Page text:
There is extreme variability in olive production from one year to the other and there are indeed many different threats to olive growing. But the biggest threat is being underestimated: climate change and global warming.
Alarmism … not always sustained by evidence
From year to year, the dangers for olive growing are multiplying. The alarmisms on the production of extra virgin olive oil are more than founded, however they are not always so on the spread of diseases and parasites. Undoubtedly there are still considerable dangers that threaten the health of olive trees: among these is Bactrocera oleae, more commonly known as olive fly,
which thrives in wet environments. This causes browning and sudden changes in color of the olive surface, usually localized. This rot, although localized, affects the quality of the olive and the oil derived from it.
The latest alarm comes from northern Italy and is generated by the appearance of the Asian bug. This insect causes some very similar damages to that of the olive fly. In this case, the browned part can be cut with a small knife to notice that it is completely rotten inside, even though it doesn’t show erosions or galleries. This polyphagous insect, coming from the far east, manages to reproduce copiously not being opposed by antagonist insects. Although negotiations have begun to bring its natural antagonist to Italy, the samurai wasp, the process seems to be still long. The damage of the bug could be amplified in the case of trees already destabilized.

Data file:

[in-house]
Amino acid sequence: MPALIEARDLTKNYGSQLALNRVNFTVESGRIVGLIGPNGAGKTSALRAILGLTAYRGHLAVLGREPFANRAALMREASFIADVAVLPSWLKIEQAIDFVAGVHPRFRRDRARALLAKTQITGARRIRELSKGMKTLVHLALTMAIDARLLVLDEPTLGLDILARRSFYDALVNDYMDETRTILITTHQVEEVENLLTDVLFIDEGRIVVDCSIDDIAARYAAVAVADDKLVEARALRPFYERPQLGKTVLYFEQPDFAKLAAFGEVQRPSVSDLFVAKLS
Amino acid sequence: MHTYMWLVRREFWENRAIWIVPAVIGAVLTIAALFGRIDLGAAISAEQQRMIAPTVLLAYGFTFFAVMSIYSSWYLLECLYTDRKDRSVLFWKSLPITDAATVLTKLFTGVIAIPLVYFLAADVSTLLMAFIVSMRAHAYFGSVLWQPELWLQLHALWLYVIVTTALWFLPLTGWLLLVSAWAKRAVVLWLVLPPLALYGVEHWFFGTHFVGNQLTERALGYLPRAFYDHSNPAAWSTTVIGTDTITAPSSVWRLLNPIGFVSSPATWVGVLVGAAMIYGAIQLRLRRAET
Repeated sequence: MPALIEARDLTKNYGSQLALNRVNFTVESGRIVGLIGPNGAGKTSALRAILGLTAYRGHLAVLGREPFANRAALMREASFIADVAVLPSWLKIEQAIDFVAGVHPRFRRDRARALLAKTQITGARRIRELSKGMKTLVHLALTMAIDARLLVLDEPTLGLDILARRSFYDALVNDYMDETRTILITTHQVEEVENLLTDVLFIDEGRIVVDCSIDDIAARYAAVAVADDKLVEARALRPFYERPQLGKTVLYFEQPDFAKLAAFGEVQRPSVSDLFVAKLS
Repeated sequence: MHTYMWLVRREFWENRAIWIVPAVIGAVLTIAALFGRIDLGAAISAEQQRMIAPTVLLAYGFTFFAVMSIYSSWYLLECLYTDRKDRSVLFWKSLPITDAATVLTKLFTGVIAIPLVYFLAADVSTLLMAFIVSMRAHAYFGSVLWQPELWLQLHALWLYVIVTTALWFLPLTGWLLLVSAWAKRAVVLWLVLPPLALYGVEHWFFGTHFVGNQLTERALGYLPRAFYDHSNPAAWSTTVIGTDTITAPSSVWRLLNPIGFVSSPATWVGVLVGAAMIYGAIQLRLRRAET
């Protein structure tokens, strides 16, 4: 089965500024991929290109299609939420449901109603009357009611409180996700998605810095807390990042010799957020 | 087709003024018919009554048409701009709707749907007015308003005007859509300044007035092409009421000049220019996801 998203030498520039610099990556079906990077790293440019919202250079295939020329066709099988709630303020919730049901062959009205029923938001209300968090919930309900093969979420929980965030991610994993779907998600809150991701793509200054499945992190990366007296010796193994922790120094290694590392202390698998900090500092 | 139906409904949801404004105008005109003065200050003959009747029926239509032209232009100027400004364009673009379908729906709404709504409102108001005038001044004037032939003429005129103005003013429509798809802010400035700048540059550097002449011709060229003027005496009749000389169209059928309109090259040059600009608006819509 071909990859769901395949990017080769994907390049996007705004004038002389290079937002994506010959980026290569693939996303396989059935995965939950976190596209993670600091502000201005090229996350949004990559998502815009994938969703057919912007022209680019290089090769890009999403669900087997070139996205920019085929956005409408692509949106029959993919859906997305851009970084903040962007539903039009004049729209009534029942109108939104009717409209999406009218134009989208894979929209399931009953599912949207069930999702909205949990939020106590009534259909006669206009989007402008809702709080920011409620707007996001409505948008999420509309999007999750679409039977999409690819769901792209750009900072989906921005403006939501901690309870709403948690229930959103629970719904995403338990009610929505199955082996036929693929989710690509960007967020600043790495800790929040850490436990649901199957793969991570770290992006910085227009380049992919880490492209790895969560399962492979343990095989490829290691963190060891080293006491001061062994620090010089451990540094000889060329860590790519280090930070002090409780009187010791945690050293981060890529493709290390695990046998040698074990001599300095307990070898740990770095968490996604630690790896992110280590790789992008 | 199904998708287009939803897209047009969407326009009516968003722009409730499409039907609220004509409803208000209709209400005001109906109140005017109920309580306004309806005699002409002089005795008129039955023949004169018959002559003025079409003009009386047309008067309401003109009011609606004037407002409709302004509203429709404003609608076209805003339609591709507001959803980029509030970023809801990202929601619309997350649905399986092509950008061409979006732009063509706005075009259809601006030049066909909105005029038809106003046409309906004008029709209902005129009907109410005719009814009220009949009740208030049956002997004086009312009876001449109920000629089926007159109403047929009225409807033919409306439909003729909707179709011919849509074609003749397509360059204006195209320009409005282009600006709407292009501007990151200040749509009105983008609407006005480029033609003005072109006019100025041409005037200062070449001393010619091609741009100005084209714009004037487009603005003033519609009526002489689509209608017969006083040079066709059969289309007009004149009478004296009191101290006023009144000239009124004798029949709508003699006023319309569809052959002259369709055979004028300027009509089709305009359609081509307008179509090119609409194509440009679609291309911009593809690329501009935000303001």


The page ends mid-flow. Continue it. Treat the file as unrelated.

The real danger: climate change
More than founded, it should be alarmism on climate change. In fact, the biggest problem is not the effect of individual diseases and pests, but a set of factors that contribute to weaken the plant’s immune system. The causes of this progressive weakening of the ability of plants to react is also due to climate change.
Climate change produces significant damage, especially in neglected or abandoned olive groves, where the lack of care causes a greater probability of proliferation of pathogens. The olive tree, in itself, does not need excessive care. That is why so many olive growers continue to pursue a very mild type of cultivation, many almost tended to dispose of their olive groves. These cultivation techniques are no longer sustainable. Olive trees need more care to cope with unusual temperatures. The olive groves, labeled “L’Olio dei Sassi”, receive constant care throughout the year to cope with hot summers, harsh winters and mid-seasons with turbulent storms.
The professor. Marracchi, an internationally renowned climatologist, repeatedly highlighted the importance of the effects of climate change. According to his studies, a progressive tropicalization of the Mediterranean climate is taking place. The regions of southern Europe, and even more so the regions of southern Italy, are the most interested ones. More tropical climates are due to the displacement of the hadley cell (climate zone traditionally located in the tropics) towards the north. This leads to a remarkable mutability of climatic phenomena: elevated temperatures, flared seasons, extreme climatic conditions.